Report card

See where Texas falls among best states, according to a recent report

We're more so the worst than the best, a study finds. Photo by gguy44/Getty Images

How does Texas measure up to the rest of the United States? A new study comparing the 50 U.S. states in terms of healthcare, education, the economy, and numerous other factors shows that we aren't the worst state in the country, but we're certainly not the best, either.

Texas ranks 38th overall in U.S. News & World Report's best states rankings for 2019, down two spots from 2018. Washington takes the top spot, while Louisiana has the misfortune of being in last place.

For the study, U.S. News asked Americans "how satisfied they were with various state government services and where they thought their state governments should focus resources." The site took those results and rated each state on the areas above, as well as infrastructure, opportunity, fiscal stability, crime and corrections, and natural environment. The most weight was given to healthcare, followed by education.

The Lone Star State, which is home to many notable companies (AT&T, Southwest Airlines, Whole Foods, Dell, and others), ranks best in fiscal stability (No. 12) and economy (No. 15).

America's oil boom in the early 1900s transformed Texas, and the state continues to be a key player in the industry, as well as a leading destination for business, the study explains.

"Texas' diverse industrial base has drawn many businesses and workers in recent decades because of light regulation, low taxes and a low cost of labor," U.S. News says. "Entrepreneurs are particularly attracted to Austin, which emerged as a major player in the technology industry in the 1990s. Its 'South by Southwest' is one of the preeminent national tech conferences."

What else is working in Texas? "Traditionally, agriculture has been among the state's largest industries, and it produces the most livestock and livestock product in the country," the study adds. "The state also is a leader in export revenues, according to the U.S. Census Bureau. Other industries driving growth include business, education and health, hospitality and manufacturing."

Texas, however, could stand to improve in many areas: infrastructure (33), crime and corrections (33), education (34), healthcare (37), opportunity (39), and natural environment (40).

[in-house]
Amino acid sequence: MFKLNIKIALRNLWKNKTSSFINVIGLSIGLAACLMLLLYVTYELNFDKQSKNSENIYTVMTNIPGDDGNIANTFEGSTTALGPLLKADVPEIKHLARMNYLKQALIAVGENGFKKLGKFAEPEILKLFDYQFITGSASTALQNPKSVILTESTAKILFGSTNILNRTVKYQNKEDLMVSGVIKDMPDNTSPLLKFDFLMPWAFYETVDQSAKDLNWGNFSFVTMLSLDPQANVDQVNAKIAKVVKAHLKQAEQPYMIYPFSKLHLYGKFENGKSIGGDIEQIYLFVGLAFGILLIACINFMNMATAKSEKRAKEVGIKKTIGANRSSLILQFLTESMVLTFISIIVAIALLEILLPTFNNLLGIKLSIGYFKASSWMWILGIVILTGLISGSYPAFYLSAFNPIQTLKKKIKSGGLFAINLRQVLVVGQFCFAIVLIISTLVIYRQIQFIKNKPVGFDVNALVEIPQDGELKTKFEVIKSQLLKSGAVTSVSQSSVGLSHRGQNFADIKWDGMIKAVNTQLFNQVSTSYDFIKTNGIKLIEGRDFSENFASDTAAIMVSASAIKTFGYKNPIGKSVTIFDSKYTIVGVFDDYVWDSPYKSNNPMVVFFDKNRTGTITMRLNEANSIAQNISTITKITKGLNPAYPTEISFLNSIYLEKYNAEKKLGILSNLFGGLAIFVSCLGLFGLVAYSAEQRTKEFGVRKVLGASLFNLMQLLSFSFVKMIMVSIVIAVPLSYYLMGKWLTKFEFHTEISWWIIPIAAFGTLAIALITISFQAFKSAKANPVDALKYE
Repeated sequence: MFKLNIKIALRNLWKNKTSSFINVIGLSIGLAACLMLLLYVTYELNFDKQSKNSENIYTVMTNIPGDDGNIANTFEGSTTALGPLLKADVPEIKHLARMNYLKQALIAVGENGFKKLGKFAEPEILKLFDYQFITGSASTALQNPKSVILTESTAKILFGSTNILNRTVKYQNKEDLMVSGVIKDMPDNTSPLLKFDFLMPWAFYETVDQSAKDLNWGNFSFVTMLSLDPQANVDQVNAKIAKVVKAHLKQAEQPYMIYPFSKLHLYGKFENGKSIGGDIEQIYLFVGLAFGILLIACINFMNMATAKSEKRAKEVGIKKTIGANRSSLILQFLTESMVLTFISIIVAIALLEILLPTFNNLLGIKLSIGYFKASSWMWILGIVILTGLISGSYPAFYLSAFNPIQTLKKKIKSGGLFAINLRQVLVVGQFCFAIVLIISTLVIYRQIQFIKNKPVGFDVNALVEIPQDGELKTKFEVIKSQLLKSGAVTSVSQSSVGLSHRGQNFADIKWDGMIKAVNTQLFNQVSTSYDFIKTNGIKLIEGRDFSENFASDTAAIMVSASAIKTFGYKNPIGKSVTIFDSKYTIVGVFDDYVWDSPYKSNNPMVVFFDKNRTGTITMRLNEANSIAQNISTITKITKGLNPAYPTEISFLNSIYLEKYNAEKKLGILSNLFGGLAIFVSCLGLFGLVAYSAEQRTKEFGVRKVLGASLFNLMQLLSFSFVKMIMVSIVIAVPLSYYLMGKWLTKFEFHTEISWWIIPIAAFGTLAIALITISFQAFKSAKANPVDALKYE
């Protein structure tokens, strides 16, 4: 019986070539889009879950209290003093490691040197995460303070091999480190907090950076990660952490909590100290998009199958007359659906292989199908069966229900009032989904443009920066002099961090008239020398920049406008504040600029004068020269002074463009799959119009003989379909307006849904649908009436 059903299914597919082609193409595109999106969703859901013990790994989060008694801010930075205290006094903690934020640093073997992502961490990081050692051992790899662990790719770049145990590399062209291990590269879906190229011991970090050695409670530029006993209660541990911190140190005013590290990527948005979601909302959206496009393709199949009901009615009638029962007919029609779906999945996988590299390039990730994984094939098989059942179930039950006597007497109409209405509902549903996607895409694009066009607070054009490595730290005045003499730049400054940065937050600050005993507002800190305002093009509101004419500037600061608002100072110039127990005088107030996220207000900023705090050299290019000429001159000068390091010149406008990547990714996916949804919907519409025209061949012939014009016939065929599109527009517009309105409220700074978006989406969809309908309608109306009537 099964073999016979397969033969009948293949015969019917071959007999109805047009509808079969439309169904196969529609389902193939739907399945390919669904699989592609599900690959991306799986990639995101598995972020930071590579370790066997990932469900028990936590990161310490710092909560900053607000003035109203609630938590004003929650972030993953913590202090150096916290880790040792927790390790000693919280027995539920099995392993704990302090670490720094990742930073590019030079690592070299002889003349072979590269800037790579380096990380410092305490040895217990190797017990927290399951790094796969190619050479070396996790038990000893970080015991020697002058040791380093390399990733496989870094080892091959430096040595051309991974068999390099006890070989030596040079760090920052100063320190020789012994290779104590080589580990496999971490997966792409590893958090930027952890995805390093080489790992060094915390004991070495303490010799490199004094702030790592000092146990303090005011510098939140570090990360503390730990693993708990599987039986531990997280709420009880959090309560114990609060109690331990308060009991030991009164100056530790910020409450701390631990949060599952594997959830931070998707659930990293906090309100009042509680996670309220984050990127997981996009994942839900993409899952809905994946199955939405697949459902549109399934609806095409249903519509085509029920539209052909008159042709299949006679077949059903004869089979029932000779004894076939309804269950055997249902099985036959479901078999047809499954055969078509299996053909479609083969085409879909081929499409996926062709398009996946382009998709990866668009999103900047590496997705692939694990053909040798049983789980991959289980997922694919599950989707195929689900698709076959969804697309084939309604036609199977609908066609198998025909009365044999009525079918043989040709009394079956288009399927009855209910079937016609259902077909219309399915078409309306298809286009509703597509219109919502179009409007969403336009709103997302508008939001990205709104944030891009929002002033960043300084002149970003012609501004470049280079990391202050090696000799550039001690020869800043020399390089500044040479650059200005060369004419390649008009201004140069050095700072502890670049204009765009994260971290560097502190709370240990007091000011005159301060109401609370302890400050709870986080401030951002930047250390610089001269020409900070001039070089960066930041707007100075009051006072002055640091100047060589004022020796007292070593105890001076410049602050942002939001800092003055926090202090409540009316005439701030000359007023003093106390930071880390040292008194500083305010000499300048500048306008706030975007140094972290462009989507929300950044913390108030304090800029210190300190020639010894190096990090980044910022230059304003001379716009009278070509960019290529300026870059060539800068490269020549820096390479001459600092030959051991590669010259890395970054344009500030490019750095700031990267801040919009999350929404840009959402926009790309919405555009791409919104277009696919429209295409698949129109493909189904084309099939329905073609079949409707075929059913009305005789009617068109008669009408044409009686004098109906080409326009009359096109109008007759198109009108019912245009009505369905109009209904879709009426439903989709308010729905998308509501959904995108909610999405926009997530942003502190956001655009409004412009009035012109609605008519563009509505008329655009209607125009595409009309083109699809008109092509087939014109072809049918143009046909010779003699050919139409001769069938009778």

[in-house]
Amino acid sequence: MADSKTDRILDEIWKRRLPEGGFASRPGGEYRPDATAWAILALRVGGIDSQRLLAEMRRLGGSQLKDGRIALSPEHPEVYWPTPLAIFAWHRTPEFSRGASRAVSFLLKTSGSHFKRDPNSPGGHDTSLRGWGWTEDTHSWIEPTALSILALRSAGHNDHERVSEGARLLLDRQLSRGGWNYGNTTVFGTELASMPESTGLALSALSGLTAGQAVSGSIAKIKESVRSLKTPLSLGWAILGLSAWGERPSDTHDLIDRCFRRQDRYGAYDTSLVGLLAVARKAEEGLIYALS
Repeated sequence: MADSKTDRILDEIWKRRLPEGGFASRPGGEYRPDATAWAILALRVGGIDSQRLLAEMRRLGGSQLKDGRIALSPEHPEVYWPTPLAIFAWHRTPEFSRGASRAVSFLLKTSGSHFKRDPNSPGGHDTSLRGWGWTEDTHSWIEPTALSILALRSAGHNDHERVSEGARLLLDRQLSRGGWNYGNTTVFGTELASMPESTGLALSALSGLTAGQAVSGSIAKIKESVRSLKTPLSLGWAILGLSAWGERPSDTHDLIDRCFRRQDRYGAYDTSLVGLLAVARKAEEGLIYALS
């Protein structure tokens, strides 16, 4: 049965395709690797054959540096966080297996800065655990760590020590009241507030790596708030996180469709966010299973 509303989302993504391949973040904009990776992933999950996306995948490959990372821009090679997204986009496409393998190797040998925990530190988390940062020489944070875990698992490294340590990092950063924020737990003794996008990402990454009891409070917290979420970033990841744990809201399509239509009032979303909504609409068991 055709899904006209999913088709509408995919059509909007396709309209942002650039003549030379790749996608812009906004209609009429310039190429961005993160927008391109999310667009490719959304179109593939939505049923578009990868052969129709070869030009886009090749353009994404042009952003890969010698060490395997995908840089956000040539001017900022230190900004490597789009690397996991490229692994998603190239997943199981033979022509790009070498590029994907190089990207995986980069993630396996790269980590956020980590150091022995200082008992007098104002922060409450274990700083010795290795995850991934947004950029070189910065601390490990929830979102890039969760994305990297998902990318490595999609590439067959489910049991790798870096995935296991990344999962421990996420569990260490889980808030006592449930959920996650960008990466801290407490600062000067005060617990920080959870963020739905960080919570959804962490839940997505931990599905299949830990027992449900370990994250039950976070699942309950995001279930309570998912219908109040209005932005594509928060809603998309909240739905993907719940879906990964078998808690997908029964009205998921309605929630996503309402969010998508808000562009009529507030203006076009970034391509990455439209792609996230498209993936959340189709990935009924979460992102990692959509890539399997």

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This article originally ran on CultureMap.

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Building Houston

 
 

Molecule has closed new funding in order to focus on the energy transition. Photo via Getty Images

A Houston startup with a software-as-a-service platform for the energy transition has announced it closed a funding round with participation from a local venture capital.

Molecule closed its $12 million series A, and Houston-based Mercury Fund was among the company's investors. The company has a cloud-based energy trading and risk management solution for the energy industry and supports power, natural gas, crude/refined products, chemicals, agricultural commodities, softs, metals, cryptocurrencies, and more.

"We led the seed round of Molecule upon their formation and are excited to participate in their series A," says Blair Garrou, co-founder and managing director of Mercury, in a news release. "Molecule's success in the ETRM/CTRM industry, especially in relation to electricity and renewables, positions them as the company to beat for the energy transition in the 2020s."

The company will use its new funds to further build out its product as well as introduce offerings to manage renewables credits, according to the release.

"In 2020, we realized that electricity — the growth commodity of the 2020s — represented over half of Molecule's customer base, and we decided to double down," says Sameer Soleja, founder and CEO of Molecule, in the release. "We were also rated the No. 1 SaaS ETRM/CTRM vendor. With this fundraise, we have the fuel to become No. 1 SaaS platform for power and renewables, and then the market leader overall.

"Molecule is ready to power the energy transition," Soleja continues.

Molecule's last round of funding closed in November 2014. The $1.1 million seed round was supported by Mercury Fund and the Houston Angel Network.

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